linemen and 2 outside rushers. The general rule is that the OL is responsible for all outside rushers.
Anything with a 4 man front can be handled simply by a nickel call. From here it all can be sorted out
with all four linemen picked up plus one backer (opposite of the side the back declares).

That's IT! Nothing else that the line really needs to be aware of.

Here is a little something extra.....prepractice for Oline:

Tempo
The next part I'll touch on is the tempo they operate at.
The most characteristic element to TFS is the balls-to-the-wall nature of it and what that demands from
the coaches. They can get so much accomplished because of the tempo they keep and the momentum
that it creates.

Here is an example of a inside drill. Notice everything is being signalled in and the pace at which
everything is run. There are no 'breaks' between plays; they just line up, signal and go.

Another 'new' characteristic is that there are no wristbands. Everything is communicated through
signals. These signals are created by the players and they eventually come up with multiple signals to
convey the same message (3 different ways to signal '90' protection). From Day 1, all concepts are
signalled in, whether it is team, group, skelly, pup, inside-drill, or individuals. Each group (receivers, line,
quarterback) have their own coach/GA to look to, so there will be multiple signal callers giving a variety
of gestures at once. They begin signalling once the play has ended and DO NOT STOP (signalling) until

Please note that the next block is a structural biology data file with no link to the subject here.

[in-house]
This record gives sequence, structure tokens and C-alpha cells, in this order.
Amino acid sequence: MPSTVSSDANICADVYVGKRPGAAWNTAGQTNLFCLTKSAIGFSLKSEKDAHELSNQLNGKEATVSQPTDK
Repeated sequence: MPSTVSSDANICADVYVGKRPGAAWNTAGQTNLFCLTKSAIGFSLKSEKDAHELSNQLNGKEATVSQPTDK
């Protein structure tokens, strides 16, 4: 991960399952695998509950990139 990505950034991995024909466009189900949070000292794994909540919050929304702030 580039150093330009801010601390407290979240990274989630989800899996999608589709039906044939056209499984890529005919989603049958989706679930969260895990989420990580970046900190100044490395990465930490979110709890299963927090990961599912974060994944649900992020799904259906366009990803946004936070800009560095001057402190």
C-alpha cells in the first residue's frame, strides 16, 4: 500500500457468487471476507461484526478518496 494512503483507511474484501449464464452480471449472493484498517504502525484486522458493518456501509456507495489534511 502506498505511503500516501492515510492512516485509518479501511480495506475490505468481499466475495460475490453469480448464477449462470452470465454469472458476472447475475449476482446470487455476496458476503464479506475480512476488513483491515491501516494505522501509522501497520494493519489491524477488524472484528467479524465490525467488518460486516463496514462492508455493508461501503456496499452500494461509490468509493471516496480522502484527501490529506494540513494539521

the ball is snapped.

I've included video of these periods (there are no lulls) to illustrate just what I'm talking about. You can
say, "they are always moving" or "they practice fast" but still never come away with understanding what
that is supposed to look like. Even in this clip below (during PUP), notice the time from the play ends to
the start of the very next play (both resulted in INTs, however).

Think about how something as meticulous as PUP can be (to get everything set up right) and what would
happen after a bad throw, how long it would be to set up the next play. Now watch this, and see them
setting up as quickly as possible, signalling in the next one, and flying through it.

Verbiage
Everything is stripped down to essentials. The terminology may have more to do with Dykes, but their
terms are extremely simple, and they don't use but 2 formations (3x1 and 2x2). So, you end up with
"trips left" / "trips right" or "ace" ('dart'). They have special sets, but everything is based off these two
formation groupings. During these practices they would hammer home a concept from the start of
practice until the end. So you would have quarterbacks and receivers doing prepractice based on "trips
left - mesh" and they would condition their warmups with that concept in mind. Moving on to
individuals and skelly, they would continue that same theme, "trips left - mesh", and couple it with a tag,
"trips left - mesh left - X hook". This was extremely effective, as they would go 3 to 4 groupings deep
working the same concept and focusing in on the very critical details of reads and stems of the concept.
They were able to get a lot done in very little time because of the pace and amount of
coaching/competition involved.

Some additional content can be found here, and I'll see if I can't review some of the effective concepts
installed.